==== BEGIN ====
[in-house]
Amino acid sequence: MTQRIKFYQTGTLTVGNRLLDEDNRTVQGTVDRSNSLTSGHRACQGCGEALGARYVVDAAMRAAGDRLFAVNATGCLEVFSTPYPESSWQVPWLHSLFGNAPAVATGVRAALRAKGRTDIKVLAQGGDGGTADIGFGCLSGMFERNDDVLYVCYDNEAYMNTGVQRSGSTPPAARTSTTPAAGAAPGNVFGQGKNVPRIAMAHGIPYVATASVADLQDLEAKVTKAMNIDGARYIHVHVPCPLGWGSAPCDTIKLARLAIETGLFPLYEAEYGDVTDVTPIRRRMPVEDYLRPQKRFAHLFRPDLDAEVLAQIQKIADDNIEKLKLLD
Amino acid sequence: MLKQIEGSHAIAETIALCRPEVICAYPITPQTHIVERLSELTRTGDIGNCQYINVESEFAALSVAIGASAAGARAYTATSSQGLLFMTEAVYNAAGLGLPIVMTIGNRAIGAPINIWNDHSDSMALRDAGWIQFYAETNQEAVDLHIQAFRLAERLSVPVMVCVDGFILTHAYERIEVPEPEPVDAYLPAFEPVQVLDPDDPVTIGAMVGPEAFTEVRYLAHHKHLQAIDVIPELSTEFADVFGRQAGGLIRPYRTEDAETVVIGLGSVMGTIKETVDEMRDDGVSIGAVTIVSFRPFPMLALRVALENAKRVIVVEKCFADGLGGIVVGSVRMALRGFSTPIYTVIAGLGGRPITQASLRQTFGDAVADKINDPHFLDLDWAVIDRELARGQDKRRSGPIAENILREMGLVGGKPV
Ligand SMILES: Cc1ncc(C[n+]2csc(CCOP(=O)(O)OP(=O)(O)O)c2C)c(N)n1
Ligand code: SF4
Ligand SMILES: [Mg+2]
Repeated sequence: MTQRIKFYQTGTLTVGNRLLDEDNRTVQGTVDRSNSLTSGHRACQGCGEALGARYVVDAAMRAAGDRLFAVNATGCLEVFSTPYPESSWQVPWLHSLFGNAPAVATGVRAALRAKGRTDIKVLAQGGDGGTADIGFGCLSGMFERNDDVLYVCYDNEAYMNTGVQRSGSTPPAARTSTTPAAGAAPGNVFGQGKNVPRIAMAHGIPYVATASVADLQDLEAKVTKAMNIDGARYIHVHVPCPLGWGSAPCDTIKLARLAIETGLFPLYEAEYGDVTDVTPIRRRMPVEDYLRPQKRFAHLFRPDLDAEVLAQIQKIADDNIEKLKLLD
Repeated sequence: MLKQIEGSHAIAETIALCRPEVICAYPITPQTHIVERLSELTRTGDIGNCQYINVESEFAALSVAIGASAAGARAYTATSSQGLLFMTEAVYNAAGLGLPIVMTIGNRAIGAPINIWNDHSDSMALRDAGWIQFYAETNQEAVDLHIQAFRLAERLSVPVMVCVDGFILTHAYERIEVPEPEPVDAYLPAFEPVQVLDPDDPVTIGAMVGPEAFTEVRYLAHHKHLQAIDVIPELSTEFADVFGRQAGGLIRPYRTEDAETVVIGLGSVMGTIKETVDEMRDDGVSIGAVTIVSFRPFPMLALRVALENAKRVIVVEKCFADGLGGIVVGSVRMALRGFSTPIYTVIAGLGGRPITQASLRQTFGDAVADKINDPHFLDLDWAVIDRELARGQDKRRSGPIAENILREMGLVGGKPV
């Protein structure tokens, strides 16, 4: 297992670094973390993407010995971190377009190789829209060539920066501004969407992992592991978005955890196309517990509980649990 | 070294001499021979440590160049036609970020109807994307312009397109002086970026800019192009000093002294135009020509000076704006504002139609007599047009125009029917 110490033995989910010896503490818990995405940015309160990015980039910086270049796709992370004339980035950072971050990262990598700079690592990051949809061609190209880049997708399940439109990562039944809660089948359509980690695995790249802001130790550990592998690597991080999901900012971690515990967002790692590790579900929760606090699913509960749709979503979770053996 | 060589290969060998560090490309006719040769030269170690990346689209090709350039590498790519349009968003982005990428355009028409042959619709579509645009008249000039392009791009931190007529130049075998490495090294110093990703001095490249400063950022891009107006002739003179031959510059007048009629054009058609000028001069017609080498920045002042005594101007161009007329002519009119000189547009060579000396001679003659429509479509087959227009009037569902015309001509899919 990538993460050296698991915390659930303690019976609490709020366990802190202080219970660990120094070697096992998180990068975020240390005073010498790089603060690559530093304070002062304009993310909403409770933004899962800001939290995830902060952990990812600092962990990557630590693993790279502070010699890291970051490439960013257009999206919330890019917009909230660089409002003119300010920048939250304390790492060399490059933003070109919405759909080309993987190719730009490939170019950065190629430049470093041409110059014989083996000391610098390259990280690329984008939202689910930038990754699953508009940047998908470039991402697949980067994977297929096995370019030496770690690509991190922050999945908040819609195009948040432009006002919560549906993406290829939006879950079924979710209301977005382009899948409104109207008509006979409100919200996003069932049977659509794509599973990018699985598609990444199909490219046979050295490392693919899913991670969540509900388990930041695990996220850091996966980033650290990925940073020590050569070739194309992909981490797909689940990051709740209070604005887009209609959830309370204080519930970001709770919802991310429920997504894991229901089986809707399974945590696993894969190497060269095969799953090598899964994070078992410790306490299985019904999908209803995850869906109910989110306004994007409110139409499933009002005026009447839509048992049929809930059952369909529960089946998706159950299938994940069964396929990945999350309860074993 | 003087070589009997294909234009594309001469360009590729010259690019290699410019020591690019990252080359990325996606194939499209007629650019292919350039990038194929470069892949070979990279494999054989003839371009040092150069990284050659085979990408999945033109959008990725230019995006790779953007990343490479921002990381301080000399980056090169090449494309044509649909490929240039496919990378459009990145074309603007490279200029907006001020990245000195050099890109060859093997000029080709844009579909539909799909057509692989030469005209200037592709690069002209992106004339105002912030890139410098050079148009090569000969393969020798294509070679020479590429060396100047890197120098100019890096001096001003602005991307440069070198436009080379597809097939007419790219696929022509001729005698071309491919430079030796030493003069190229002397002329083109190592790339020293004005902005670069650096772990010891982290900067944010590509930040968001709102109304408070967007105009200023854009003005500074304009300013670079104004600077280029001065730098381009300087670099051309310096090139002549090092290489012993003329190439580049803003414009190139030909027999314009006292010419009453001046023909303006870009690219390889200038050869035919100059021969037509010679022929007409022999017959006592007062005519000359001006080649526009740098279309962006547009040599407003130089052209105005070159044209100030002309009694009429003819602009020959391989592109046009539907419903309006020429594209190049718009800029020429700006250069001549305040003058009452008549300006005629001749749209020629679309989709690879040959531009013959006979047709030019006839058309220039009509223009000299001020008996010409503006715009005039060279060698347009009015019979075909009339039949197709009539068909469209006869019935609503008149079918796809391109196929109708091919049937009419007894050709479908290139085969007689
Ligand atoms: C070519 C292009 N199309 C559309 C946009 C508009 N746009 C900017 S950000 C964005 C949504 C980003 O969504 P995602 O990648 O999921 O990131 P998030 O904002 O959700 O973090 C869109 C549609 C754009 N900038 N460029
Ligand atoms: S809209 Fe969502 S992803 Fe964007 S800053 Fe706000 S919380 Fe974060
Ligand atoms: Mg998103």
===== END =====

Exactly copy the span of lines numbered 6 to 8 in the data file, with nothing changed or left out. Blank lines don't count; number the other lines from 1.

Ligand SMILES: [Mg+2]
Repeated sequence: MTQRIKFYQTGTLTVGNRLLDEDNRTVQGTVDRSNSLTSGHRACQGCGEALGARYVVDAAMRAAGDRLFAVNATGCLEVFSTPYPESSWQVPWLHSLFGNAPAVATGVRAALRAKGRTDIKVLAQGGDGGTADIGFGCLSGMFERNDDVLYVCYDNEAYMNTGVQRSGSTPPAARTSTTPAAGAAPGNVFGQGKNVPRIAMAHGIPYVATASVADLQDLEAKVTKAMNIDGARYIHVHVPCPLGWGSAPCDTIKLARLAIETGLFPLYEAEYGDVTDVTPIRRRMPVEDYLRPQKRFAHLFRPDLDAEVLAQIQKIADDNIEKLKLLD
Repeated sequence: MLKQIEGSHAIAETIALCRPEVICAYPITPQTHIVERLSELTRTGDIGNCQYINVESEFAALSVAIGASAAGARAYTATSSQGLLFMTEAVYNAAGLGLPIVMTIGNRAIGAPINIWNDHSDSMALRDAGWIQFYAETNQEAVDLHIQAFRLAERLSVPVMVCVDGFILTHAYERIEVPEPEPVDAYLPAFEPVQVLDPDDPVTIGAMVGPEAFTEVRYLAHHKHLQAIDVIPELSTEFADVFGRQAGGLIRPYRTEDAETVVIGLGSVMGTIKETVDEMRDDGVSIGAVTIVSFRPFPMLALRVALENAKRVIVVEKCFADGLGGIVVGSVRMALRGFSTPIYTVIAGLGGRPITQASLRQTFGDAVADKINDPHFLDLDWAVIDRELARGQDKRRSGPIAENILREMGLVGGKPV